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Frozen Body Bernie Tiede

Bernie Tiede is led into the Panola County Courthouse by law enforcement officials in Carthage, Texas, on May 6, 2014. 

(AP Photo/LM Otero)

Movie buffs might remember director Richard Linklater’s 2011 hit film “Bernie,” which sympathetically portrays a gay funeral director in rural East Texas who befriends a crabby, rich elderly woman. In the film, starring Jack Black, Shirley MacLaine and Matthew McConaughey, the crabby old lady treats Bernie so badly that he just can’t take it anymore. He shoots her, then stuffs her inside her own garage deep-freezer. Everyone in the film just loves Bernie and defends him to the hilt.

That’s the Hollywood version. In real life, Bernie Tiede was the quintessential scam artist who preyed on an elderly woman’s loneliness after her husband’s death. He systematically stole millions of dollars from her and continued to spend her money even after he killed her. Tiede was such a convincing con artist that Linklater, Black and others continued to defend him, even after Tiede was convicted and sent to prison, where he very deservedly resides today.

The real story offers a glimpse of scams raging across the United States targeting seniors. The problem has reached epidemic proportions in large part because of the internet and the ability of scam artists to access enough information on vulnerable individuals to fool them into giving away hundreds of thousands or even millions of dollars.

If you’re a senior citizen reading this, it’s time to hone your skepticism skills and boost your defenses against exploitation. If you’re one of the millions of not-so-senior adults looking after someone who might be vulnerable, important tools are available to help detect fraud and fight it before disaster strikes.

Marketplace,” which airs twice daily on St. Louis Public Radio, devoted several days to an in-depth series in May on the many ways fraudsters target society’s most vulnerable. The series focused on why the elderly tend to be particularly susceptible. Research on the human brain and aging affirms that some seniors lose their ability to detect fraud and potential scams as they age. Scammers know this. The rest of the public might not.

Total losses vary from $2.9 billion to $36 billion each year from financial exploitation. The estimates vary so widely because a large number of scams are never reported.

Fraudsters use a wide array of sophisticated tools to cheat people out of their money — often with the victims serving as willing, ongoing accomplices. Many scams involve winning the victim’s confidence and friendship, which makes the illusion particularly hard to break when family members try to intervene. That was the case in the story of Bernie Tiede’s scam against his real-life victim, Marjorie Nugent.

Ego plays a role because the victim doesn’t want to admit he or she has been swindled. A fear of loneliness also contributes to the unwillingness to let go.

One such victim was octogenarian Art Schreiber, who moved in with his son’s family near St. Louis after his spouse died. The irony in Schreiber’s story is that he spent his career fighting scams as Missouri’s top insurance-fraud regulator. If anyone should have been equipped with defenses to detect a scam, Schreiber was the one. But right under his son Chad’s nose, Schreiber fell victim to fraudsters who used a combination of phone calls, email and postal-service mail to fool him into handing over hundreds of thousands of dollars.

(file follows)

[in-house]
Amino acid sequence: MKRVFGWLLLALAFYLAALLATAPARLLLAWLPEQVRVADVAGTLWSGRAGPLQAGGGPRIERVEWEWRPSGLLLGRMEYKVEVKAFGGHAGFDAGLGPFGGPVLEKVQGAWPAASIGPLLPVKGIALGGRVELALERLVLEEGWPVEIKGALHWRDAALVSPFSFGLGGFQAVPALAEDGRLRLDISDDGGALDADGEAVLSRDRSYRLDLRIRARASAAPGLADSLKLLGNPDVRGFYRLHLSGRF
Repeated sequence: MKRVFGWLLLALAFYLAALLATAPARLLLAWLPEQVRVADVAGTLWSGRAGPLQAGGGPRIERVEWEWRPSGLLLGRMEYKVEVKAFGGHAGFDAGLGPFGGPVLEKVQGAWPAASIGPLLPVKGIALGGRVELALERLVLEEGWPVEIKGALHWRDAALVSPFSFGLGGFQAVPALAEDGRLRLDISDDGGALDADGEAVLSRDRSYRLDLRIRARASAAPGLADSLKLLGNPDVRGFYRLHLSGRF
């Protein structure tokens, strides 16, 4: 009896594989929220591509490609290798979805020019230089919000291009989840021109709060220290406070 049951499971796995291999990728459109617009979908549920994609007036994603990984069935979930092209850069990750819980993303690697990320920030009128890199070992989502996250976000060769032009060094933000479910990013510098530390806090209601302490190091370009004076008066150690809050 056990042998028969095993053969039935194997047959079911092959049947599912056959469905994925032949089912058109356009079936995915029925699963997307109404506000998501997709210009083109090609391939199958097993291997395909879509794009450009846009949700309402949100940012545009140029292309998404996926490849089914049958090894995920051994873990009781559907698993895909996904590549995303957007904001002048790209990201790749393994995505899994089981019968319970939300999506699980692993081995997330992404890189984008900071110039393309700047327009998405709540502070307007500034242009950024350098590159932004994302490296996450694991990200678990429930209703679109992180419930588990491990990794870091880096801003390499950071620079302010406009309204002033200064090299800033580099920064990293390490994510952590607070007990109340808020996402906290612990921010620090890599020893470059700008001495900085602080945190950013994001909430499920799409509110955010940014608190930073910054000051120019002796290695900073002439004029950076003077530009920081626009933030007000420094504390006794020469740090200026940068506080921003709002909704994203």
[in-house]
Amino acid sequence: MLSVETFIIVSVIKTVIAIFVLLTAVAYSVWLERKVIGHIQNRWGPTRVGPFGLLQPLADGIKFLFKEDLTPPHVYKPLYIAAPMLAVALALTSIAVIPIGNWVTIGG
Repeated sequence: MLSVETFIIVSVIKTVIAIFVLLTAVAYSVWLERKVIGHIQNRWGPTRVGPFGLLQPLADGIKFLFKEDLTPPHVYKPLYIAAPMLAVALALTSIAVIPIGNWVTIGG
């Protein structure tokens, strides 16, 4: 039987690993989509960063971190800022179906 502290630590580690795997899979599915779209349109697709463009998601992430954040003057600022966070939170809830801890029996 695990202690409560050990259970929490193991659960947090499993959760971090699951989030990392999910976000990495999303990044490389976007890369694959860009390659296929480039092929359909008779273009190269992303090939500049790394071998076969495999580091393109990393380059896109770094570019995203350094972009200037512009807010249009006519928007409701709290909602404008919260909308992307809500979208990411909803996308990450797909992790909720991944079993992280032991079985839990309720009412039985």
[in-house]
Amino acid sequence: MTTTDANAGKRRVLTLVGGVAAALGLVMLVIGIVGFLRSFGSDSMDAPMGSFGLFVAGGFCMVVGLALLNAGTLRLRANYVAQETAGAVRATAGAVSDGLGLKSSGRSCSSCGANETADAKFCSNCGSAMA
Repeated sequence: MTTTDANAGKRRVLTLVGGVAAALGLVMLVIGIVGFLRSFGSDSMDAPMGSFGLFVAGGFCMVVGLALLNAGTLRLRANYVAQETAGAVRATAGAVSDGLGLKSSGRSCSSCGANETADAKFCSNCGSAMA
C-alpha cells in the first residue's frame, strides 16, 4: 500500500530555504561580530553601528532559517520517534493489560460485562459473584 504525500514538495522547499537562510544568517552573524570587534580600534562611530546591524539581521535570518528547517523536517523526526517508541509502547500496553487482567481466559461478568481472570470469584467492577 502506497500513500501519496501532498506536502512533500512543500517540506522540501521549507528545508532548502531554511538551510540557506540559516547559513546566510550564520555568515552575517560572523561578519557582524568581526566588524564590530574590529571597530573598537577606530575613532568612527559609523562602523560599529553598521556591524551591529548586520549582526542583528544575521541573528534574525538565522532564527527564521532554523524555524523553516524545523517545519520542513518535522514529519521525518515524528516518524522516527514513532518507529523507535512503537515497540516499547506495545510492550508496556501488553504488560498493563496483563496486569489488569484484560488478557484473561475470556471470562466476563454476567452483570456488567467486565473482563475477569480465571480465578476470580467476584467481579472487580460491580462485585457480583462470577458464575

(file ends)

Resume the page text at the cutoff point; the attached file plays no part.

Chad Schreiber tried repeatedly to intervene but the scamming persisted. Finally, Chad diverted his father from one prospective delivery of cash to a scammer and instead drove him to the family’s local bank, where Art Schreiber received a heart-to-heart talk with a bank official about the need to rebuild his defenses. Chad set up his own website, ItHappenedToDad.com, to alert others to the vulnerabilities.

The stories of elderly exploitation can be heartbreaking in their cruelty. One woman was befriended by a man overseas who convinced her that they were soul mates and that, if she could only send him enough money, he would meet her to get married. She sent him loads of cash, but when the day came for them to meet, he never appeared for their overseas rendezvous.

Another scammer had convinced a woman, identified only as Judy in the Marketplace series, to repeatedly go to Walmart and purchase store gift cards worth varying amounts. He would call her from abroad and ask her to read the numbers off the back of the cards. She wound up losing nearly $200,000.

“I look back, and I can’t imagine what I was thinking,” Judy said. “I was like a robot.”

Imposters posing as government agents will phone the elderly and convince them to give up Social Security numbers or other key financial data. Others declare that the victim has won a lottery or other prize. Some, including Art Schreiber, are told that just a little cash up front can yield big financial returns — only the requests for more and more investment money never seem to stop.

Then there are those annoying robocalls that start out with something like, “Hey, this is Rachel from Cardholder Services.” Most of us know to hang up the phone and block the caller. But a surprising number of seniors fall for it. Even former FBI Director William Webster and his wife were targeted in a 2014 lottery scam that later included death threats. The scammer, calling from Jamaica, was eventually captured.

Various government agencies and private organizations can offer free help, including the Federal Trade Commission, the Consumer Financial Protection Bureau, the FBI, the National Center on Elder Abuse, AARP and the U.S. Senate Special Committee on Aging fraud hotline. Don’t be a victim.